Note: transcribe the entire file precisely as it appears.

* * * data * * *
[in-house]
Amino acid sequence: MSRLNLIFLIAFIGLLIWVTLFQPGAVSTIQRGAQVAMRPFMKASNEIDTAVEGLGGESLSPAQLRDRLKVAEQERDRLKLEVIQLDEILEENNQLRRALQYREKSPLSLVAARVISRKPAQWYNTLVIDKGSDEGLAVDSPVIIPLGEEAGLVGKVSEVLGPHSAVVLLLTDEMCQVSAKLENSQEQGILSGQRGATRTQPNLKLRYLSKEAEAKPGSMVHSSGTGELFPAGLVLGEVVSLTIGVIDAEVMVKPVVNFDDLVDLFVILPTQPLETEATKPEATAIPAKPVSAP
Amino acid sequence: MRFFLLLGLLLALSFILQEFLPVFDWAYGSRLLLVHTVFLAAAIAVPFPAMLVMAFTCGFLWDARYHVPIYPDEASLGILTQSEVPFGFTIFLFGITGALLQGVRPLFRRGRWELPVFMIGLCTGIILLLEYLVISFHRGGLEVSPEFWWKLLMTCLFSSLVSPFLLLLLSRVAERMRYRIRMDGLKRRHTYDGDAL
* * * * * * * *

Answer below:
[in-house]
Amino acid sequence: MSRLNLIFLIAFIGLLIWVTLFQPGAVSTIQRGAQVAMRPFMKASNEIDTAVEGLGGESLSPAQLRDRLKVAEQERDRLKLEVIQLDEILEENNQLRRALQYREKSPLSLVAARVISRKPAQWYNTLVIDKGSDEGLAVDSPVIIPLGEEAGLVGKVSEVLGPHSAVVLLLTDEMCQVSAKLENSQEQGILSGQRGATRTQPNLKLRYLSKEAEAKPGSMVHSSGTGELFPAGLVLGEVVSLTIGVIDAEVMVKPVVNFDDLVDLFVILPTQPLETEATKPEATAIPAKPVSAP
Amino acid sequence: MRFFLLLGLLLALSFILQEFLPVFDWAYGSRLLLVHTVFLAAAIAVPFPAMLVMAFTCGFLWDARYHVPIYPDEASLGILTQSEVPFGFTIFLFGITGALLQGVRPLFRRGRWELPVFMIGLCTGIILLLEYLVISFHRGGLEVSPEFWWKLLMTCLFSSLVSPFLLLLLSRVAERMRYRIRMDGLKRRHTYDGDAL